When people die, loved ones cherish everything that was connected to them. For the families and friends of 1,100 of the nearly 3,000 victims of the 9/11 tragedy there is little closure. The remains of these victims have not been found.
On Oct. 4, the Supreme Court rejected the pleas of the families of 9/11 victims who claimed that 223,000 tons of scrap material and debris from Ground Zero hadn’t been properly searched for human remains. They were suing the city, who continues to claim that they have carefully sifted through the 1.65 million tons of debris for human remains and belongings before sending it to a Staten Island landfill.
I sympathize with the families. The case should have been reconsidered by the court. These families want to honor their loved ones. They are simply trying to make sure that those who died are not discarded like garbage. They want to be 100 percent certain that nothing disgraces those who died that day. If I had family or friends whose remains hadn’t been found, I would desperately want every ounce of debris searched for their ashes or anything that was theirs.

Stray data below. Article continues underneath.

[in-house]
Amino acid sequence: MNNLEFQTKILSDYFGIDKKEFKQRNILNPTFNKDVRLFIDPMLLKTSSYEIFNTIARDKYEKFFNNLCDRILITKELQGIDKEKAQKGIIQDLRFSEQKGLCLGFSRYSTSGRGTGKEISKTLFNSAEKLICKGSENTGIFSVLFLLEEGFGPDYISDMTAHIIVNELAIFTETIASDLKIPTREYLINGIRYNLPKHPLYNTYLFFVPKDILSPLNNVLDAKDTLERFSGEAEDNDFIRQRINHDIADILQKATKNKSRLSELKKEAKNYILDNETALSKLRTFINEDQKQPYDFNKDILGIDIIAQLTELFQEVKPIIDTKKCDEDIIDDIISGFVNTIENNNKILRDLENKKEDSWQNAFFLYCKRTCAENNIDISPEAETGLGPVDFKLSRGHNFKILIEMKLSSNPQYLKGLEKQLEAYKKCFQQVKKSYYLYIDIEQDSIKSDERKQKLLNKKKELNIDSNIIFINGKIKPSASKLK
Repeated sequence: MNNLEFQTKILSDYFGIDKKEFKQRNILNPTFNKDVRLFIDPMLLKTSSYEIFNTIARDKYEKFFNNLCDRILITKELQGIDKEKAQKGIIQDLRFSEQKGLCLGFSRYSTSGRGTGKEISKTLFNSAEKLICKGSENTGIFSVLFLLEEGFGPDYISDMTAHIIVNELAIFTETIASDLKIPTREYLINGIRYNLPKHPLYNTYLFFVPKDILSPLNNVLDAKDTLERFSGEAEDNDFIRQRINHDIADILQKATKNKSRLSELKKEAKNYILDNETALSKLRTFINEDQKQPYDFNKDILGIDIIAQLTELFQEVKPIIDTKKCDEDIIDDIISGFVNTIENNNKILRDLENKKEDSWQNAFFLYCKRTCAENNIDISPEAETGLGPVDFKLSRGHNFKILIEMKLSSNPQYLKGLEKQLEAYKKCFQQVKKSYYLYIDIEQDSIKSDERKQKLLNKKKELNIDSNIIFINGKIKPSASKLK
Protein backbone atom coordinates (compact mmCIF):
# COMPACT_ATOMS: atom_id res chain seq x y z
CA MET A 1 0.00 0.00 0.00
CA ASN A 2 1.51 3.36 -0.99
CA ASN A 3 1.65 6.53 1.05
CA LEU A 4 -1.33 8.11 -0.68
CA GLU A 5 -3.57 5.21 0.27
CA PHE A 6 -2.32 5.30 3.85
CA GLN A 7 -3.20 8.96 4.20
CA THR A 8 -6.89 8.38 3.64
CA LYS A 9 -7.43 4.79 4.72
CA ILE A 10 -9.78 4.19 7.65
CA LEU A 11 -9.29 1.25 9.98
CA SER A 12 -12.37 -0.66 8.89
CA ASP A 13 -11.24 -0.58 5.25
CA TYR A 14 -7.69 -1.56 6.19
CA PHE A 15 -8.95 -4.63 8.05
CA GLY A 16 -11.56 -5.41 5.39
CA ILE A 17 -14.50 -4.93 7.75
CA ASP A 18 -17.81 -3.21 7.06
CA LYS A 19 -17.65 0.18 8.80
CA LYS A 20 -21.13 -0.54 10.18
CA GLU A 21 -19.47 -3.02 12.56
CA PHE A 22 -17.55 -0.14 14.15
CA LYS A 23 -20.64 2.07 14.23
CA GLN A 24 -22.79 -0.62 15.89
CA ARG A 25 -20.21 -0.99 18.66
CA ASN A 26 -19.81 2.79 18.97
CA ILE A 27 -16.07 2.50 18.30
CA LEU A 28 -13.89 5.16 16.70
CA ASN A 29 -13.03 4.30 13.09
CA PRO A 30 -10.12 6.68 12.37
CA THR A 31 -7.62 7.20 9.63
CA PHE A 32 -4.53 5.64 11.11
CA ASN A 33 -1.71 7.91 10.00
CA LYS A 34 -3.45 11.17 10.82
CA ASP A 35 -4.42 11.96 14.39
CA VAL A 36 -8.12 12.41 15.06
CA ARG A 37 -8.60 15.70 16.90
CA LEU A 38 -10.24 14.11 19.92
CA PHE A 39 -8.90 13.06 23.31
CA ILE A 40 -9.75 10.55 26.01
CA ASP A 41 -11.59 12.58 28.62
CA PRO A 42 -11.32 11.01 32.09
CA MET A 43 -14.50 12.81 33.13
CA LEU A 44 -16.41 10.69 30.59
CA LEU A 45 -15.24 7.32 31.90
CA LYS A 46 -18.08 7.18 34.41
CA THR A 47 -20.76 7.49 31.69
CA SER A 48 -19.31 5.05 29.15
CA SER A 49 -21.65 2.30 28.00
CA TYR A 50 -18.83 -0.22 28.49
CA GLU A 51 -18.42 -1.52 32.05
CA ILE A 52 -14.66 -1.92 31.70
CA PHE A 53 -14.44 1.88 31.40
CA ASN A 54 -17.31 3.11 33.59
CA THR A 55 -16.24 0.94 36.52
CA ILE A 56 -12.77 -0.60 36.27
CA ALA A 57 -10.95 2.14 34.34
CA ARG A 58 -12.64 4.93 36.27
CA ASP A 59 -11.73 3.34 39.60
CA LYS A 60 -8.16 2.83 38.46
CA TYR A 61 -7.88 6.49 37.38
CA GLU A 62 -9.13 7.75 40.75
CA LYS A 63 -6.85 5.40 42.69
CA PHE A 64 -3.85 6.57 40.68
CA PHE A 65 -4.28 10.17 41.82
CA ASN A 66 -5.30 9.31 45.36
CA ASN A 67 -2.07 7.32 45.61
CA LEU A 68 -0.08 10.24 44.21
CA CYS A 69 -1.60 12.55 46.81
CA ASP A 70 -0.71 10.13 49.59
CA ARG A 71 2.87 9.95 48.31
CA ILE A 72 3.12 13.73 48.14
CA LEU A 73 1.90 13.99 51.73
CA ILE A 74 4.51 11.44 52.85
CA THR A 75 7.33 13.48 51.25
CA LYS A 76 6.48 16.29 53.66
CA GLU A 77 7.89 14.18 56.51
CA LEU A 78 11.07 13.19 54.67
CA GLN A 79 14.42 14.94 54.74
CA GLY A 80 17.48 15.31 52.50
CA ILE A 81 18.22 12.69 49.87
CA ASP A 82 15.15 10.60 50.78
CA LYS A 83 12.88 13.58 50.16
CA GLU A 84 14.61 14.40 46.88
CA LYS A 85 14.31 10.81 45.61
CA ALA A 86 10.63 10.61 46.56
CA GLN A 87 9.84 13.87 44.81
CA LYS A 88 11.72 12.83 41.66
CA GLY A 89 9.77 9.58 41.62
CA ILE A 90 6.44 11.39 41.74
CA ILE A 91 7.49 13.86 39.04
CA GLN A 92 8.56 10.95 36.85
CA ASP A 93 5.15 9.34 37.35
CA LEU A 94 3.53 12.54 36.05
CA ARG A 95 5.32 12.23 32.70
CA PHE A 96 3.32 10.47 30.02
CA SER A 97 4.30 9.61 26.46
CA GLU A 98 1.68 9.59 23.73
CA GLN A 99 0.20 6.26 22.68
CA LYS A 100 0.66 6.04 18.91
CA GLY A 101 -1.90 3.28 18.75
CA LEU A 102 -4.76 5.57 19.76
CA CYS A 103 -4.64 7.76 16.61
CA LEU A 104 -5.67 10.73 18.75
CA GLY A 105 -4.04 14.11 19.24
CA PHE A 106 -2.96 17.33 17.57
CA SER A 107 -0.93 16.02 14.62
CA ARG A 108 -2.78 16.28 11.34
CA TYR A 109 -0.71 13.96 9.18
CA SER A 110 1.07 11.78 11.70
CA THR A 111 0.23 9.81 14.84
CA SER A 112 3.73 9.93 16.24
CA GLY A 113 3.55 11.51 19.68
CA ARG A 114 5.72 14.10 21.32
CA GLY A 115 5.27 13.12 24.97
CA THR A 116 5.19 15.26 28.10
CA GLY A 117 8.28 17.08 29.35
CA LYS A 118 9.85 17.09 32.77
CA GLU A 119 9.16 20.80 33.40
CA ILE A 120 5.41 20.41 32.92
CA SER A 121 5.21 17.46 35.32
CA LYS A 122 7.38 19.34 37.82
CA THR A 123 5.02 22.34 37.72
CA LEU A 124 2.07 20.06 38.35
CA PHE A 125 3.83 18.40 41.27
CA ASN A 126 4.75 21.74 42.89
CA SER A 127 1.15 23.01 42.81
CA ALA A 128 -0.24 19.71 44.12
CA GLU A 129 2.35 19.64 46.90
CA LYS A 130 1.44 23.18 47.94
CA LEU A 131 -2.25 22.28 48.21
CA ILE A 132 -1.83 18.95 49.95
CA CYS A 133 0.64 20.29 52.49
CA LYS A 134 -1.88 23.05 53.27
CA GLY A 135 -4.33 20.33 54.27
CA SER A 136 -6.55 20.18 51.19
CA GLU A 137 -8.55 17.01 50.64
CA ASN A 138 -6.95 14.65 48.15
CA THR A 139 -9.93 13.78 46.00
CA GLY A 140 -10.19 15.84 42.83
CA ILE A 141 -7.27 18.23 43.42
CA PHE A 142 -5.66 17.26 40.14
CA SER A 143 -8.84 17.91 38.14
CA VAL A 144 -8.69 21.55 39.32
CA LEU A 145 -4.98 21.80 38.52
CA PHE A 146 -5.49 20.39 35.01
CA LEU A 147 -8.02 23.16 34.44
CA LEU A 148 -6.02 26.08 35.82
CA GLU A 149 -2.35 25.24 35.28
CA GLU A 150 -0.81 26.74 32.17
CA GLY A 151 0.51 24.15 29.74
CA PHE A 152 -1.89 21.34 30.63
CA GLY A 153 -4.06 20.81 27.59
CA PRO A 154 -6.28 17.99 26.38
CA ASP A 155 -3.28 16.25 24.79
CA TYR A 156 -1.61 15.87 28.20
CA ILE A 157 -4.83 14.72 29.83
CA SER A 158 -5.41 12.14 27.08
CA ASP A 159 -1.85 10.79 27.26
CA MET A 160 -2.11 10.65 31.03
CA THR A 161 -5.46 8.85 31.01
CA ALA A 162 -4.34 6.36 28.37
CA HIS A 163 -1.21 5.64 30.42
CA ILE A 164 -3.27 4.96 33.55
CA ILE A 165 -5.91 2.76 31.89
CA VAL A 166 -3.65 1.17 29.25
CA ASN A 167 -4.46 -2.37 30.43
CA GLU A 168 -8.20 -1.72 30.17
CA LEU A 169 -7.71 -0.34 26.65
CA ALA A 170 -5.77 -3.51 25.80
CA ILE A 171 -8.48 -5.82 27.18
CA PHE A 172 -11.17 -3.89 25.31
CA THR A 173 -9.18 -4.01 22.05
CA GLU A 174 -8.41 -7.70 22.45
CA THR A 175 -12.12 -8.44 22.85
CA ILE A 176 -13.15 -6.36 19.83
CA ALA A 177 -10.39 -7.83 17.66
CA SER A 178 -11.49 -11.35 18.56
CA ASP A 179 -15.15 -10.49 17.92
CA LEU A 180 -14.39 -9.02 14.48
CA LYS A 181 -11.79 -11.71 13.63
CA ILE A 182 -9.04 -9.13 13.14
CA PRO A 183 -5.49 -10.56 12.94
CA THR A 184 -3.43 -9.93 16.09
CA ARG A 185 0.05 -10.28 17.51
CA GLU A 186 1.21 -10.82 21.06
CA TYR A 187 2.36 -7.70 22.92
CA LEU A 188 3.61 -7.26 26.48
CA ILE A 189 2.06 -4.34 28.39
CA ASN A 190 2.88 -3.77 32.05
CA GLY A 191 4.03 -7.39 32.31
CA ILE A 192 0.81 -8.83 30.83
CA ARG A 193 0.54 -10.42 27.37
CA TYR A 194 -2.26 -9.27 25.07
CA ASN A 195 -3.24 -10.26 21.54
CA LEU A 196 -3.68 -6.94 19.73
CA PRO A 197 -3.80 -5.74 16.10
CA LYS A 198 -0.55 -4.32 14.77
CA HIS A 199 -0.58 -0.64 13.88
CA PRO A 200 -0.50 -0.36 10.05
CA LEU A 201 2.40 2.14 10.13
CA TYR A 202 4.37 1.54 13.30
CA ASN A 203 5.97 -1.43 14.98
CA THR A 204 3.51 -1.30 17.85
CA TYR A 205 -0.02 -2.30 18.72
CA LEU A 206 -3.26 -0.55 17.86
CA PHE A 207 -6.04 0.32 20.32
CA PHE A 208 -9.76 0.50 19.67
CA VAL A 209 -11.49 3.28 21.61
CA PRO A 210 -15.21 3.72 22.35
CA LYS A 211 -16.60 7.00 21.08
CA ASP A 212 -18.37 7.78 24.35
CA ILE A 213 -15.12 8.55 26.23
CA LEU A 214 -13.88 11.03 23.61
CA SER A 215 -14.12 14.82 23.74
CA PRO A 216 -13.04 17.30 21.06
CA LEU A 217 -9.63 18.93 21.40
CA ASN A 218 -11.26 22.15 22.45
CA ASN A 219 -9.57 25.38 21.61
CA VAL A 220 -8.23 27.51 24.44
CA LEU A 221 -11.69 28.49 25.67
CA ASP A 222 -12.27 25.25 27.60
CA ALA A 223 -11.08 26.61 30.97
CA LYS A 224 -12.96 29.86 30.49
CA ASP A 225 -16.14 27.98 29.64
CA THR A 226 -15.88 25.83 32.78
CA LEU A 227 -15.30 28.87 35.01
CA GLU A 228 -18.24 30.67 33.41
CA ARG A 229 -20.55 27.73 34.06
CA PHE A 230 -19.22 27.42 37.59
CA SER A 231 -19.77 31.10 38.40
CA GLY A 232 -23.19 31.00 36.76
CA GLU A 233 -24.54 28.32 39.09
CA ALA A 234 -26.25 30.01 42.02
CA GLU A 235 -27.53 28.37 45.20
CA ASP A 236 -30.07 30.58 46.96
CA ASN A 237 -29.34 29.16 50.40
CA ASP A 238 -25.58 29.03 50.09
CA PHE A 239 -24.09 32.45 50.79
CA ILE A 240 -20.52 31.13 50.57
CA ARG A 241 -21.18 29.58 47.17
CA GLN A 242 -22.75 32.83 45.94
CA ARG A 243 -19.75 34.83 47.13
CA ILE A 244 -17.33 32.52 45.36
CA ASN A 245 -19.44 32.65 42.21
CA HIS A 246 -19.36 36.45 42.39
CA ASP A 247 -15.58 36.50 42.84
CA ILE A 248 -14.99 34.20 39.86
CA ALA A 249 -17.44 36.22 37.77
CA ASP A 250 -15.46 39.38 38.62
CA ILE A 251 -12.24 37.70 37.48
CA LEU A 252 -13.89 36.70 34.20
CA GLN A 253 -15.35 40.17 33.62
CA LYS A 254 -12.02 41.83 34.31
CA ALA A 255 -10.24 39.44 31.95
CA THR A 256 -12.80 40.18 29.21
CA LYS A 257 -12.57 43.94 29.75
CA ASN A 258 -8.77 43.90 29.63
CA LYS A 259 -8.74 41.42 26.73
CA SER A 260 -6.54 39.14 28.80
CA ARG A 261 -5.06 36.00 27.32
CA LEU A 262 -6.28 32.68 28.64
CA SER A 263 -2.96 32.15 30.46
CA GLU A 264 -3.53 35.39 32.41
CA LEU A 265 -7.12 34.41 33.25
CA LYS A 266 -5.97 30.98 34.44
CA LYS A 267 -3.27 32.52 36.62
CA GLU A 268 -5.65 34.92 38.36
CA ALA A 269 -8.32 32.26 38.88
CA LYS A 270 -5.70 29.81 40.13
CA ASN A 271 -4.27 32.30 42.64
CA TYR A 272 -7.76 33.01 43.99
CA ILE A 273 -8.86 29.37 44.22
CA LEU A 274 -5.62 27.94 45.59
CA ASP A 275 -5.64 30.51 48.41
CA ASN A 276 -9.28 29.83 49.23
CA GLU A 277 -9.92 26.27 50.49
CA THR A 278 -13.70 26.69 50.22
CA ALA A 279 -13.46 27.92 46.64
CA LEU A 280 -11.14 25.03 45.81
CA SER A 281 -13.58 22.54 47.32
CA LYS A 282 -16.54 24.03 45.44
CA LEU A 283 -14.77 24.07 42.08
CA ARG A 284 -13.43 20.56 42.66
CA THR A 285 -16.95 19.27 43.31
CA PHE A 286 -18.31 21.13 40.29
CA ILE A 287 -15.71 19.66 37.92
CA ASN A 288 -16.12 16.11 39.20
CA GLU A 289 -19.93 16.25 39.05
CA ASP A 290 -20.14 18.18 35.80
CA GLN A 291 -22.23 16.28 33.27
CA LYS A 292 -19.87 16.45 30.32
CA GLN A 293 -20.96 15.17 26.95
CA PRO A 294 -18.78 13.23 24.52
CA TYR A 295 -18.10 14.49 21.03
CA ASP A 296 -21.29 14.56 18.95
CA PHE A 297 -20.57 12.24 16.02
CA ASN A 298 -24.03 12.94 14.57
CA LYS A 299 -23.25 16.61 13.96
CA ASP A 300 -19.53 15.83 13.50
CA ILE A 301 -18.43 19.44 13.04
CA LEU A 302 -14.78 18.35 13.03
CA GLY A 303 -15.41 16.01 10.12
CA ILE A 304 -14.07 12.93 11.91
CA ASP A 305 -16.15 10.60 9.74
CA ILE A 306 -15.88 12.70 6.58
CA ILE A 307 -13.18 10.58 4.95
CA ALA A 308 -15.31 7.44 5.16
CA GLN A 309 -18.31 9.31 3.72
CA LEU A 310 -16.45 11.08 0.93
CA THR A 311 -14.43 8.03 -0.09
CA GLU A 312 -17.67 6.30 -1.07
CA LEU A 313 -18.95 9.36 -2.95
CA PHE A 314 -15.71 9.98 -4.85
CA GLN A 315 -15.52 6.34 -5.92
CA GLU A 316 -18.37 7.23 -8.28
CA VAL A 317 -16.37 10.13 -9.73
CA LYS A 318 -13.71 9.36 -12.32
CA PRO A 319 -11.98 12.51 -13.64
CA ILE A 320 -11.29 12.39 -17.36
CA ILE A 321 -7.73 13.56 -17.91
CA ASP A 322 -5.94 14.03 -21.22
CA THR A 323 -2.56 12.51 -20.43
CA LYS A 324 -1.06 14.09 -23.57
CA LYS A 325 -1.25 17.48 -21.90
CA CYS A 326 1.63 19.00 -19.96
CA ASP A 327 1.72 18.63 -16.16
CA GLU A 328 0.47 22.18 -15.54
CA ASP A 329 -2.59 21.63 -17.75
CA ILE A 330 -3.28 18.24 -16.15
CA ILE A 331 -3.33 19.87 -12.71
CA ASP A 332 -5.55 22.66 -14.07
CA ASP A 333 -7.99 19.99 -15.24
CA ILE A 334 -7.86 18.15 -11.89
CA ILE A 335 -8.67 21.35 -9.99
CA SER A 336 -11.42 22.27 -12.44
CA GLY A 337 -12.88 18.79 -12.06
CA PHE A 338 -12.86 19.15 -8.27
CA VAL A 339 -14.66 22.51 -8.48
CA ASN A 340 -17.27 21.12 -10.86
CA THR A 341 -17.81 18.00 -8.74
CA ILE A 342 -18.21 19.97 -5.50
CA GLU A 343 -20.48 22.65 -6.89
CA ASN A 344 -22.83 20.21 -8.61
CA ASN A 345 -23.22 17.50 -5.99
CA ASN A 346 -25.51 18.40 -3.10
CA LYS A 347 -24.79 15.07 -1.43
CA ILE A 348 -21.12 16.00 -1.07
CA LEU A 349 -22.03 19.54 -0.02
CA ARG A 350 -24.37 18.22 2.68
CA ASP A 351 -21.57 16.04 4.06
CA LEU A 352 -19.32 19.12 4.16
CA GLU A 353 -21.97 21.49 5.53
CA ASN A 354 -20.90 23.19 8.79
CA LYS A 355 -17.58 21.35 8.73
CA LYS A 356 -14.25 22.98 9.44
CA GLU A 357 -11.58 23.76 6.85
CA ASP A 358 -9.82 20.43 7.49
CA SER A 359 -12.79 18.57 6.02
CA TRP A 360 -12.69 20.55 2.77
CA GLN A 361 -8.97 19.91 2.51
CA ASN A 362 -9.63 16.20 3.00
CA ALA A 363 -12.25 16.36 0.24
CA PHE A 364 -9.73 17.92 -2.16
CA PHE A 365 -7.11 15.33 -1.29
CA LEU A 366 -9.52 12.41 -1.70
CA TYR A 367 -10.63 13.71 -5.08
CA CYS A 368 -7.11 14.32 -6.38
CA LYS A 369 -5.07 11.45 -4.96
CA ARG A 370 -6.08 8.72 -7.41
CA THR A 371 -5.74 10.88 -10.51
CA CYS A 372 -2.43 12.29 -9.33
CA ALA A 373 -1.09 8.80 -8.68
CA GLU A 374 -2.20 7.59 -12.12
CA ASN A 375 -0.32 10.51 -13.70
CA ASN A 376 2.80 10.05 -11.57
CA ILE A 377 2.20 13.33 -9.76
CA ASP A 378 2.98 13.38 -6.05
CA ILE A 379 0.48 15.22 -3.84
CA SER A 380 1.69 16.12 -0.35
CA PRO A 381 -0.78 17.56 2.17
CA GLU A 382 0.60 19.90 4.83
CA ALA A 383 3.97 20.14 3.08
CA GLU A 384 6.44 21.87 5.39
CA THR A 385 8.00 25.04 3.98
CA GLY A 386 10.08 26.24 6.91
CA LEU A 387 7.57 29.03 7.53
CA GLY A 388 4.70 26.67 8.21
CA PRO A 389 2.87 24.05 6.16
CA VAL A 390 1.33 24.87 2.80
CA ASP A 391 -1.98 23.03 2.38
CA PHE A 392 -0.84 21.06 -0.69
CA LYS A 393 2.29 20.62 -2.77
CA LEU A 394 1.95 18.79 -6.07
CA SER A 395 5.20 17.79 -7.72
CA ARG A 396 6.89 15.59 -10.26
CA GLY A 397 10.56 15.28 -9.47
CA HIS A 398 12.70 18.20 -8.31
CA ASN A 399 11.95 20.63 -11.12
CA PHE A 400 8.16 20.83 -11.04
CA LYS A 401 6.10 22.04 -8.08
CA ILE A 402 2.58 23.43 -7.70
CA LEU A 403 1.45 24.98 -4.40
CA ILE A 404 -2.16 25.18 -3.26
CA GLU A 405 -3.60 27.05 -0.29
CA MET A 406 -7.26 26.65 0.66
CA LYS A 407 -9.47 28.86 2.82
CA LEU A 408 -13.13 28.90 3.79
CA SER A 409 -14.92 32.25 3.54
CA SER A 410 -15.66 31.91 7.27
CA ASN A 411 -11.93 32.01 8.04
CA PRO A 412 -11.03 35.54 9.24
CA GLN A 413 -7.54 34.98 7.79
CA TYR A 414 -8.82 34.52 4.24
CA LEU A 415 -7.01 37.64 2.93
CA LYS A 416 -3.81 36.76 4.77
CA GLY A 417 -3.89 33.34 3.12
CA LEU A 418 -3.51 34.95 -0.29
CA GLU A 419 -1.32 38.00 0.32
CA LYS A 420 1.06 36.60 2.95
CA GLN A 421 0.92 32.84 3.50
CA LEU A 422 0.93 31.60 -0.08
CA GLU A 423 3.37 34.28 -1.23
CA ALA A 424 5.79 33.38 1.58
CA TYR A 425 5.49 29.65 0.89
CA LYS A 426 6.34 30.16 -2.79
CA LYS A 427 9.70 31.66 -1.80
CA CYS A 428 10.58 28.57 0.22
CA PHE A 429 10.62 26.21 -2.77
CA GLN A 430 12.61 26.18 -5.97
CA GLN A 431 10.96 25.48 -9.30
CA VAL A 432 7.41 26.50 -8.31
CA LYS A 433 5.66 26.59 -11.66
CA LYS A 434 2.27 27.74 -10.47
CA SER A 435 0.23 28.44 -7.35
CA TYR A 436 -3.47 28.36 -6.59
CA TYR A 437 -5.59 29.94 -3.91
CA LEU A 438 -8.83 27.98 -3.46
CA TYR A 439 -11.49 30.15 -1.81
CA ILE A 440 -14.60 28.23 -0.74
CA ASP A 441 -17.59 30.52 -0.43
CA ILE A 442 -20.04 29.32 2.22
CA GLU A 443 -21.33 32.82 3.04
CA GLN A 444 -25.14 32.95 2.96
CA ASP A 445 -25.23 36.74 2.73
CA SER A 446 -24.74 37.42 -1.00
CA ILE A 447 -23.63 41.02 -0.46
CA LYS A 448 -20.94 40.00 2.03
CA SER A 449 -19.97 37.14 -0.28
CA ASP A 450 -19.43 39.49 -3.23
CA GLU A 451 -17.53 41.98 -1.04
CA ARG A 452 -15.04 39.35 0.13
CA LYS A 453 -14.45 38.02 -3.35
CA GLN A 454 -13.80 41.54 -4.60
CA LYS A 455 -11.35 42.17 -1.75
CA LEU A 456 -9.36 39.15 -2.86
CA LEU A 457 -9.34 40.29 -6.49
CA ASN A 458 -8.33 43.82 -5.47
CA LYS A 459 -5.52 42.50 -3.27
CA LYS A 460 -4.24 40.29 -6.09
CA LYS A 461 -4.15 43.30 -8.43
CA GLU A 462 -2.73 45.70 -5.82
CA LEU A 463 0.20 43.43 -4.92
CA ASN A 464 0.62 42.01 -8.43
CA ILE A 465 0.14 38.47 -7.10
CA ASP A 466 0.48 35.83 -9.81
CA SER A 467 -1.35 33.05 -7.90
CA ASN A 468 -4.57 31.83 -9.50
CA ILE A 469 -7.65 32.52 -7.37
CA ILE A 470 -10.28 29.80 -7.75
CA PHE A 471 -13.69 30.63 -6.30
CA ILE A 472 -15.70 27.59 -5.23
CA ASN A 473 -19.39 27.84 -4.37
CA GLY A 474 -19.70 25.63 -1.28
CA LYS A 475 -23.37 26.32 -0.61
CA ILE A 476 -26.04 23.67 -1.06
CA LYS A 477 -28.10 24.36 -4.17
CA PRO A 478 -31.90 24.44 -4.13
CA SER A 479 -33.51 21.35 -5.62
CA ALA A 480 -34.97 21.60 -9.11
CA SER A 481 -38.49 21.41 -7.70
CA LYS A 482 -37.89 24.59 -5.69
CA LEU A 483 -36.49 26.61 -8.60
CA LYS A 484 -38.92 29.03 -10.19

The powerful sentiments that 9/11 carries accentuates these feelings. It was the most tragic day in American history and we have done our best to move on as a country. But moving on doesn’t mean forgetting. It doesn’t mean discarding that day’s mementos and dumping them in a landfill.
At the very least, they can be preserved in some way so that, years from now, people can look at the remains and remember that day, that moment, those people, and remember that freedom from fear is a precious commodity and should be fought for to the death.
The heart-breaking tragedy has been done. The Towers are gone and nearly 3,000 innocent people are dead. But if there was even a slight doubt that what was left behind still contains something human, we have a duty to honor their deaths as well as their lives. Isn’t it the least that can be done for those who died that day?